The complete procedure usually takes around 2 hours. The operation begins with an incision being made over the front of the knee joint. The surgeon has to expose the knee joint, then loosen the muscles and ligaments surrounding it, and take the kneecap out of its place. The worn cartilages within the joint, including the back part of the kneecap, are removed and the ends of the bones are precisely reshaped and restructured. The components of the prosthesis are then attached to the bone ends using a specialized bone cement, and attached together. The ligaments and muscles are repositioned and, if necessary, the ligaments are then readjusted to for better functioning of the knee.
Finally, at the completion of the surgery, a drainage tube is inserted to drain excess fluids from and around the new joint. The surgeon will then close the layers of tissue and the skin with stitches, followed by a dressing around the knee.
Several surgeons suggest antibiotics during and after the operation to prevent the development of infection in the new joint. If required, the surgeon will also discuss blood transfusion before the surgery and will ask to make arrangements well in advance.
The surgeon prescribes several measures to prevent the blood-clot formation and reduce leg swelling. These may include compression stockings, inflatable leg coverings (compression boots), and also sometimes, blood thinning medication.
Steps To Be Taken After The Surgery :
After the operation, your surgeon and a physiotherapist will work together to set recovery and movement guidelines for your knee joint. Most of the time, this includes passive exercises, before progressing to gentle knee-bending exercises and then finally walking. Ongoing exercises are further designed to increase the range of movement of the new joint and to strengthen the surrounding muscles and cartilages, particularly the thigh muscle (quadriceps). Strength in the quadriceps will further keep the knee joint stable and strong, therefore protecting the new joint.
The success of the Total Knee Replacement Surgery depends on following the recovery and movement instructions prescribed by the surgeon and the physiotherapist, while in the hospital or even at home.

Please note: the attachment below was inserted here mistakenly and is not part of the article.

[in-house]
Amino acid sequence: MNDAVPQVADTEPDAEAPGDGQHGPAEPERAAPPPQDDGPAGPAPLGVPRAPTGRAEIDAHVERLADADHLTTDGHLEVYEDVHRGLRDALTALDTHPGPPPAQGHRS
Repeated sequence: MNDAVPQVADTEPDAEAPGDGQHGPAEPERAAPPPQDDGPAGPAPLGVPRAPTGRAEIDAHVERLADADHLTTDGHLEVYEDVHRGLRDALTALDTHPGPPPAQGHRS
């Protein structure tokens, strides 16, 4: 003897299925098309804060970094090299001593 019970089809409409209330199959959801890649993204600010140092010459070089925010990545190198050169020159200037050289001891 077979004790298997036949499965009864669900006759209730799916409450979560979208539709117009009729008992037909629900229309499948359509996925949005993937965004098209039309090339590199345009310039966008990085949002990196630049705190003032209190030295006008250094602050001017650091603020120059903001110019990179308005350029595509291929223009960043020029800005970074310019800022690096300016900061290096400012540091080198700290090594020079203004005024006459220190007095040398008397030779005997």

The time spent in the hospital can vary from about 6 to 9 days. The healthcare team (surgeon, physiotherapist or physical therapist and nurses) will make an ongoing assessment of recovery of the knee and will then recommend when going home would be appropriate. The healthcare team’s assessment also states if special equipment needs to be installed to assist the patient at home or if home help needs to be arranged.
The patient needs to use crutches for up to six weeks after the operation. By 6 weeks, the majority of people returns to a range of normal activities, including driving.
Risk Of The Process
As with any surgical procedure, there are several risks involved with total knee joint replacement. With the general risks of blood infection and risks associated with anesthesia; Here are a few risks that are specific to this surgery:
- The prosthetic leg might differ in size and shape compared to your other leg.
- The knee prosthesis might become loose and require a further operation.
What are the follow-up steps after the surgery?
It is usually advised to see the surgeon or the physiotherapist two to six weeks after surgery to assess recovery. Long-term follow up may also be recommended in order to assess the fitting of the artificial knee joint. It may be that replacement of the artificial knee joint is required if it loosens and becomes painful.
Most of the modern knee replacements last for around 15 years if properly cared for and not subjected to too much stress or exertion.